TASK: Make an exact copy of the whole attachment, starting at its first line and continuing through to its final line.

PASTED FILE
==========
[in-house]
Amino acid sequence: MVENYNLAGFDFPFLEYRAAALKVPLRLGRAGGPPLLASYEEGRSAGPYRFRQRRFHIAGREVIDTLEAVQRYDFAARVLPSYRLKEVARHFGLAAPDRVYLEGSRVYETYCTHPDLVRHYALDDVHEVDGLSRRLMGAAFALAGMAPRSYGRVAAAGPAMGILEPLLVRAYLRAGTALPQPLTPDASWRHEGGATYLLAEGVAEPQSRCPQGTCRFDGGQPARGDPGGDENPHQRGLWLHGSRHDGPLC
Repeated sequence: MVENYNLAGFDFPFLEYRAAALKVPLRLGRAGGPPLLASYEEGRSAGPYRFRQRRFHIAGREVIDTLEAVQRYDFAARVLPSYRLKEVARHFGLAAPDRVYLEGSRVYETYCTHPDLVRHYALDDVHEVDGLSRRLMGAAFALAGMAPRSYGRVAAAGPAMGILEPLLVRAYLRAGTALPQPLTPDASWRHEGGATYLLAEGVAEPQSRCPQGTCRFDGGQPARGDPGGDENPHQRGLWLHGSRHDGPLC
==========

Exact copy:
[in-house]
Amino acid sequence: MVENYNLAGFDFPFLEYRAAALKVPLRLGRAGGPPLLASYEEGRSAGPYRFRQRRFHIAGREVIDTLEAVQRYDFAARVLPSYRLKEVARHFGLAAPDRVYLEGSRVYETYCTHPDLVRHYALDDVHEVDGLSRRLMGAAFALAGMAPRSYGRVAAAGPAMGILEPLLVRAYLRAGTALPQPLTPDASWRHEGGATYLLAEGVAEPQSRCPQGTCRFDGGQPARGDPGGDENPHQRGLWLHGSRHDGPLC
Repeated sequence: MVENYNLAGFDFPFLEYRAAALKVPLRLGRAGGPPLLASYEEGRSAGPYRFRQRRFHIAGREVIDTLEAVQRYDFAARVLPSYRLKEVARHFGLAAPDRVYLEGSRVYETYCTHPDLVRHYALDDVHEVDGLSRRLMGAAFALAGMAPRSYGRVAAAGPAMGILEPLLVRAYLRAGTALPQPLTPDASWRHEGGATYLLAEGVAEPQSRCPQGTCRFDGGQPARGDPGGDENPHQRGLWLHGSRHDGPLC